Forces of Geek delves into the video vault for a double bill of high kicking Ozploitation helmed by the one and only Brian Trenchard Smith, director of everything from Turkey Shoot (AKA Death Camp Thatcher!), BMX Bandits with a young Nicole Kidman to the original Man from Hong Kong which starred The One Armed Swordsman himself, Jimmy Wang Yu, alongside one-time James Bond, George Lazenby.
In the late 80’s, Trenchard-Smith would return to the world of martial arts movie making with the films Day of the Panther and Strike of the Panther, introducing the world to an Antipodean martial arts hero played by Edward Stazek, it’s time for Forces of Geek’s Man from Hong Kong and Panther fan extraordinaire Big Mike Leeder to look back at both films…
WARNING: THE FOLLOWING FILMS DO FEATURE VERY 1980’s MIAMI VICE INSPIRED FASHION, HAIRSTYLES AND MUCH MORE..CONTINUE AT YOUR OWN RISK!
The temple of the Panthers…it hadn’t changed much in all the years since I’d walked where my daughter Linda and a young man called Jason Blade, now walked towards the final initiation. My name is William Anderson and I was leaving after 20 years in Hong Kong Special branch, leaving and going home and my daughter and this man Blade would follow in my footsteps, here and into the service.
The ancient and secret order of Panthers combined the most vigorous training in the martial arts with a high sense of correct behaviour and Zen mastery of the self. Once again as he had for me, the Grand Master spelt out the ideals obligations of the Panthers. For Linda I was both fearful and proud, as for Jason Blade, even the Chinese agreed, with his courage, his modesty and his supreme skill was exceptional…this ceremony was the final test!
The movie opens in Hong Kong as Jason Blade (Eddie Stazek) and Linda (Linda Megier) are inducted into the super-secret martial arts organization known as The Panthers, under the watchful eyes of William Anderson (John Stanton).
Now in true Kung Fu style, the final test involves burning a symbol, in this case a Panther onto your forearm, which is something I’ve always thought might not be a wise move as not only could it leave you horribly scarred and crippled if it goes wrong, at the very least you’re marked for life with a symbol that might be a little hard to explain under certain circumstances. “Hey, he’s got the symbol of the ancient and secret order of the Panthers burnt into his arm, do you think he might be one of their men?”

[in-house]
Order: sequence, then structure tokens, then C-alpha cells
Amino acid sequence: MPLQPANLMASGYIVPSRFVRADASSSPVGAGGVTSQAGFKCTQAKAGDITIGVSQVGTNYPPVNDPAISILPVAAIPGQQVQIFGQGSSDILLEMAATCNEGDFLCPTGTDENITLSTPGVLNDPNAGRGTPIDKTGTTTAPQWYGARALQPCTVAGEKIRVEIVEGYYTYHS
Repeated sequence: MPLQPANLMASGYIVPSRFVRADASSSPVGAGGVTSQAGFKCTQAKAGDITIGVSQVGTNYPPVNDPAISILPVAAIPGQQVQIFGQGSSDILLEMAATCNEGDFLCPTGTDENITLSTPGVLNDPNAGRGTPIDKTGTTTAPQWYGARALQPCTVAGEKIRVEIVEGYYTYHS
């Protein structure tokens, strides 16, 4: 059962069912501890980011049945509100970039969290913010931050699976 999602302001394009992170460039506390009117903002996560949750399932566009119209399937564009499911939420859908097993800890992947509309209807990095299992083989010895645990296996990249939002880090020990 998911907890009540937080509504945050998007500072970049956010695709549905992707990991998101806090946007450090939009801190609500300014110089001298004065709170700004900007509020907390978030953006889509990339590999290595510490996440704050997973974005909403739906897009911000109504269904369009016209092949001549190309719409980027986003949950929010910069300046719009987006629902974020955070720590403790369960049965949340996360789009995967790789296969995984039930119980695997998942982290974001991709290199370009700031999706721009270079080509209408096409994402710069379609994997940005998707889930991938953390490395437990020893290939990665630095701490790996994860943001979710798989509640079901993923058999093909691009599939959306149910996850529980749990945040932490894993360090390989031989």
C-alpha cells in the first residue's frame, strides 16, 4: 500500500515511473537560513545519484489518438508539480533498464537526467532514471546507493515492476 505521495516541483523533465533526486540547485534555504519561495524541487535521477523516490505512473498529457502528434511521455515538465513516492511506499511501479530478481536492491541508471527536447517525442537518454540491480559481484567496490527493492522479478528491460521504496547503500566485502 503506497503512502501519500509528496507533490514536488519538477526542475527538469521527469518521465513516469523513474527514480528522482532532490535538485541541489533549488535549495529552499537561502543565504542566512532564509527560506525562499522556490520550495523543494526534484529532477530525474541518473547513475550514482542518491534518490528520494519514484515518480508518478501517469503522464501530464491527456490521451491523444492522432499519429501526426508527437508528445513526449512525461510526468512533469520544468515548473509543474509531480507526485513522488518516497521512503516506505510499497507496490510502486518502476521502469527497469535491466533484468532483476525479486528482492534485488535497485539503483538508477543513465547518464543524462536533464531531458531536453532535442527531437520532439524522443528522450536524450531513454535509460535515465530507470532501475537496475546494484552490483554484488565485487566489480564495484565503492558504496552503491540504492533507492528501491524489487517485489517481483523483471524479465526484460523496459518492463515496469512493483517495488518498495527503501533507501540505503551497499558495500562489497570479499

As Blade attempts to infiltrate the Chinese underworld, Australian crime lord and 80’s fashion victim Zukor (Michael Carman) has sent his enforcer Baxter (Jim Richards) to make some big trouble in little China.
The trail leads back to Australia where Linda manages to fight off a team of less than inconspicuous masked villains (Pig Man, Old Man and Skull Face) before falling foul of Baxter, forcing Jason Blade to walk the road of vengeance and return home to take deadly revenge. Upon arriving back in Australia, a grieving Anderson introduces Blade to his world champion aerobics instructor niece Gemma (Paris Jefferson), she’s got a penchant for jazzercise and the ability to look good in a leotard at all times.
|Would you believe they were all out of Spider-Man masks?
Blade decides the easiest way to bring the fight to Zukor, is by infiltrating his organization by walking into its headquarters and instead of filling in a job application, letting loose with an awesome display of brutality on some of his hired goons.
This leads to Zukor inviting him to a party where Blade gets to meet Baxter, who doesn’t take to the attention being shown to Blade and shoves one girl into a swimming pool for smiling at him. Sent to prove himself on an assignment for Zukor, Blade gets to let loose once more when it turns out to be a trap to test his skill and loyalty. Having proved himself to Zukor, Blade celebrates by seeking spiritual wisdom from Anderson and hitting the gym, only for Gemma to unleash the classic 80’s seduction technique of sexy aerobic dancing to good effect.
At the same time there is also a supposed comedy subplot involving two bumbling cops which seems to have slipped in from a bad 60’s movie, while we hear about the annual martial arts tournament hosted by Zukor (will we see an Enter the Dragon styled finale? Visions of hundreds of Karate Gi suited fighters and Blade battling his way through them?) Baxter has won the tournament every year, so Zukor puts the word out the Blade defeated him in a street fight to drive up the anticipation and betting…but instead of getting to see the tournament, Baxter uncovers the truth about Blade’s identity (Now the fact that Blade arrived in town, and introduced himself to everyone as Jason Blade, might not have helped his alibi!)